If there is one type of music that your rabbi is almost certainly not listening to in his car, it's probably rap music. It's difficult to classify a whole genre of music as "unJewish" but given the lifestyles led by most of today's rappers and the values espoused in many of their songs, rap is seen by some as the musical equivalent of a cheeseburger: simply not kosher.
Jewish comedian and rapper Eric Schwartz would probably disagree. He has been DJing and rapping since he purchased record turntables with his Bar Mitzvah money when he was 13, and now combines the two in a stand up comedy act.
He first achieved widespread notoriety in 2004 when a rap song parody that he composed – Chanukah Hey Ya, based on Outkast's song Hey Ya created an email forwarding frenzy. Unbeknownst to him, an Asian student named Jason Kwan designed a flash animation to accompany Schwartz's song as a school project, and the rest is cyber-history.
Building on the success of Chanukah Hey Ya, Schwartz, or "Smooth E" as he is known to some, came out with a rap song in honor of Passover called "Matzah." He sent the song to humor website JibJab and they agreed to develop accompanying animation. The result was featured on the Tonight Show with Jay Leno leading to another internet success.
All of the exposure confirmed Schwartz's hypothesis that the hip-hop and Jewish cultures have more in common than meets the eye. After all, "In hip hop," Schwartz says, "we say ‘Yo,' but because we read from right to left in Hebrew, that's ‘Oy.' See -- same thing!"
Schwartz grew up in Sherman Oaks California and used to accompany his father on trips to weekend swap meets where his father, who was in the "shmata business," would sell his wares, while young Eric would spend his hard earned money on music, much of it of the "hip hop" variety. Fusing entrepreneurship and his passion for music, Eric opened his own DJ business.
While in college studying towards a degree in journalism, Schwartz got an internship at a local radio station and started writing some comedy bits. This is where he started putting his love of both music and comedy together.
"I represent a big portion of young Jews who are into hip-hop. There are a lot of Jews out there who just can't get down to the horah."
With people comparing him to comedians like Weird Al Yankovic and Adam Sandler, Eric Schwartz appears to have found a niche. "I represent a big portion of young Jews who are into hip-hop," Schwartz explains. "There are a lot of Jews out there who just can't get down to the horah. Those people appreciate what I am doing -- that I can make them laugh and dance at the same time."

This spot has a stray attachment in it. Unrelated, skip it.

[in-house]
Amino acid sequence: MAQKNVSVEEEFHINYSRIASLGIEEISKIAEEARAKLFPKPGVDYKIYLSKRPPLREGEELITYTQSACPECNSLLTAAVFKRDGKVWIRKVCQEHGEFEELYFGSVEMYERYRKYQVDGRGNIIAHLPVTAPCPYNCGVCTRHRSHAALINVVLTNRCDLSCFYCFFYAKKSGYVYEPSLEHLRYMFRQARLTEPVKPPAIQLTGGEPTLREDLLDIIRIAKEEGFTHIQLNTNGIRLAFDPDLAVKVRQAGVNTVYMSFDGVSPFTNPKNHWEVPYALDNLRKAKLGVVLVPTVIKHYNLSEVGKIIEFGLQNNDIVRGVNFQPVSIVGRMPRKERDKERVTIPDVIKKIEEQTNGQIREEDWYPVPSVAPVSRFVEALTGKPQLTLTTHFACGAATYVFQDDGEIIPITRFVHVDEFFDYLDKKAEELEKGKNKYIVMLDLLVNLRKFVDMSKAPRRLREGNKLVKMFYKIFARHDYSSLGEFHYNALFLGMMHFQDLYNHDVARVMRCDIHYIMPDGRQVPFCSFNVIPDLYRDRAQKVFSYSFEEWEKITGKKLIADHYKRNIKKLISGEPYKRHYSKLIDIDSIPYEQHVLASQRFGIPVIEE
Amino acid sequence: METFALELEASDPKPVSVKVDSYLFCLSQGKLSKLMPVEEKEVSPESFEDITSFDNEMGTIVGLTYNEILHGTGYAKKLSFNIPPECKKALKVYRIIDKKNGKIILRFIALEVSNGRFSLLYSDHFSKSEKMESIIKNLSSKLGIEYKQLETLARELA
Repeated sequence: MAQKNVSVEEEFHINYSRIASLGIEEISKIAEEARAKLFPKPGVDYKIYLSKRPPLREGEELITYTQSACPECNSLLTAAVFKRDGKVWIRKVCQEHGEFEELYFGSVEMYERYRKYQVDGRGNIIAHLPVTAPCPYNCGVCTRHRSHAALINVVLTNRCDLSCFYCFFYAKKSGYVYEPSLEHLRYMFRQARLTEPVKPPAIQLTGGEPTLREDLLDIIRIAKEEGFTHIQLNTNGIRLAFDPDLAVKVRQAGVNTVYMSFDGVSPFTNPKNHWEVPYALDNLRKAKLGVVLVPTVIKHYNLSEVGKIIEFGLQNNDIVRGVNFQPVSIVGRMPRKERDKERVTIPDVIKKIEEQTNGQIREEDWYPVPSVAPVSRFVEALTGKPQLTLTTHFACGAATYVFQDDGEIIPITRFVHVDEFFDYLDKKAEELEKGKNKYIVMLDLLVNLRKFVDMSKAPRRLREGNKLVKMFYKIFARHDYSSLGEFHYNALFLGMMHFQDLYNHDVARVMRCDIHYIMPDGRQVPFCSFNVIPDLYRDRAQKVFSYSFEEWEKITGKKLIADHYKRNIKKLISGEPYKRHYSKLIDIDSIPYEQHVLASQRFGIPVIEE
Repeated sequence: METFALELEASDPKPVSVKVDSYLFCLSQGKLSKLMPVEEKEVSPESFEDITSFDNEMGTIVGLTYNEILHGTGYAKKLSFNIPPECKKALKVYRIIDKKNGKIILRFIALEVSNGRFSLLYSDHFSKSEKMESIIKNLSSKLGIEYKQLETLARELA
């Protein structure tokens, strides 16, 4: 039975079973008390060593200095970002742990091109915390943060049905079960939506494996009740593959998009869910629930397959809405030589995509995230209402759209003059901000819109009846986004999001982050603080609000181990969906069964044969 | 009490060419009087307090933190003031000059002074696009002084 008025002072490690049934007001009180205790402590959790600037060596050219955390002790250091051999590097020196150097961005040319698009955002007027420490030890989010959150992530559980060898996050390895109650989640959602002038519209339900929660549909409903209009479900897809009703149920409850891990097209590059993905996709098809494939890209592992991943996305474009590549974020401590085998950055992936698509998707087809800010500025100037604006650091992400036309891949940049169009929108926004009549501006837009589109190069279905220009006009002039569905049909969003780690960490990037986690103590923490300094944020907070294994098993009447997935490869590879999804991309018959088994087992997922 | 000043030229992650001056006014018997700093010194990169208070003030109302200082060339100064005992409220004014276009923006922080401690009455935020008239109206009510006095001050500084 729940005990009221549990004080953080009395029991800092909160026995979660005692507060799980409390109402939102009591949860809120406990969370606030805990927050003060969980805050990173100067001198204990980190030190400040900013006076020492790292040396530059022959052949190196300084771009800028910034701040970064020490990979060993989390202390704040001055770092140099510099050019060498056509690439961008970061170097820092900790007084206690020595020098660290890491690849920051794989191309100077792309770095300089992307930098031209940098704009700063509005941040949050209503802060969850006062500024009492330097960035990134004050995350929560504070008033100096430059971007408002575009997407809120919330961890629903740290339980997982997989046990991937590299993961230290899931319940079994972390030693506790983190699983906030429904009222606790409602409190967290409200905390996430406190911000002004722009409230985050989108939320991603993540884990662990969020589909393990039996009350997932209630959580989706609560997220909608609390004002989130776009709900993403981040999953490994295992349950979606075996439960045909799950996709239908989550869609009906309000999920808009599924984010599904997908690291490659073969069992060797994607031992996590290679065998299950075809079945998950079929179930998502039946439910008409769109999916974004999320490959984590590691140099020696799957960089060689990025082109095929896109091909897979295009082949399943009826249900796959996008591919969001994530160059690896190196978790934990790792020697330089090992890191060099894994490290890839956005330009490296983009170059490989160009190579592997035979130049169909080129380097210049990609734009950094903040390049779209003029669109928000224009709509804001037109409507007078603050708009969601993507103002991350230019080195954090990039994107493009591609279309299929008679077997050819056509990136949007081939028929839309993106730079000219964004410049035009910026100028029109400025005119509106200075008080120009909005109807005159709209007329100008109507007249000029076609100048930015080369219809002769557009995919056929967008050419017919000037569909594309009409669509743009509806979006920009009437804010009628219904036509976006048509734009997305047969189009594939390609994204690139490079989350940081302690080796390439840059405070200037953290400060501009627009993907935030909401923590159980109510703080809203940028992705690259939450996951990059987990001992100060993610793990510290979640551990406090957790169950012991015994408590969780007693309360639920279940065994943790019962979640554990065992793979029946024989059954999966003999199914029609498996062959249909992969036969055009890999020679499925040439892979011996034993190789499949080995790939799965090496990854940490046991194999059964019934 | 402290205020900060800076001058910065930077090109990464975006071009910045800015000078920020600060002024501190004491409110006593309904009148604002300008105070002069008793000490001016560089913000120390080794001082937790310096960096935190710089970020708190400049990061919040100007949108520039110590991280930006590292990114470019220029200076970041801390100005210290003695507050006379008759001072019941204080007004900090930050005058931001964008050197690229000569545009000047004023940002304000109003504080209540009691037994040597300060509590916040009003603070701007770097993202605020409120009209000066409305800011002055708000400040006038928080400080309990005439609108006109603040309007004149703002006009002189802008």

Schwartz's newest release is an entire album dedicated to music parodies with a Jewish twist. Entitled Kosher Kuts: Hungry for More, the album has tracks like: Crazy Jew, Latkes in Herre, Matzah and Lose the Gelt. In one song called "So Kosher," Schwartz discusses keeping kosher in a way that your rabbi could probably never dream of:
"So kosher for me, make it so kosher for me. It's like I live by rules of the psalm / Cuz I'm a Jew and I'm strong, without tattoos on my arm / All the meals we eat are Kosher, and to abide by the law / You can't eat pig or clams or crabs or even lobsters or prawns / Milk can't even be on the same plate that them spare ribs was on / You must've heardabout them meals I prepared in my home / All these dishes are delicious and resistance is wrong / But only bagels and knishes all my choices is gone."
As silly as the lyrics sounds, when examined more closely they appear to have a deeper message -- that keeping kosher can be "cool," and even in today's society Jews should be proud to stand up for their ancestral traditions.
But many would argue that there should be limits placed on attempts to make Judaism look "cool." Does our religion really need "rebranding"? And how far do you go?
Schwartz argues, as far as it takes to make a connection with young Jews. "Hip hop culture is everywhere these days, and everyone is affected by it, even Jewish kids. Hip hop is just ‘hopping on to something hip' -- taking something old and looking at it in a new light. You can do that with anything, even Judaism."
Even though he advocates showing Jewish culture in a new light, he still champions an old message. "Being funny is part of Jewish culture, and that's a great thing that you are allowed to joke. There are a lot of religions out there, where humor is not part of their traditions and I think that would be really boring. That's one of the reasons I love being Jewish. I think that God somehow has a good sense of humor, and likes to see that we do too."
To visit Eric's website click here (www.suburbanhomeboy.com)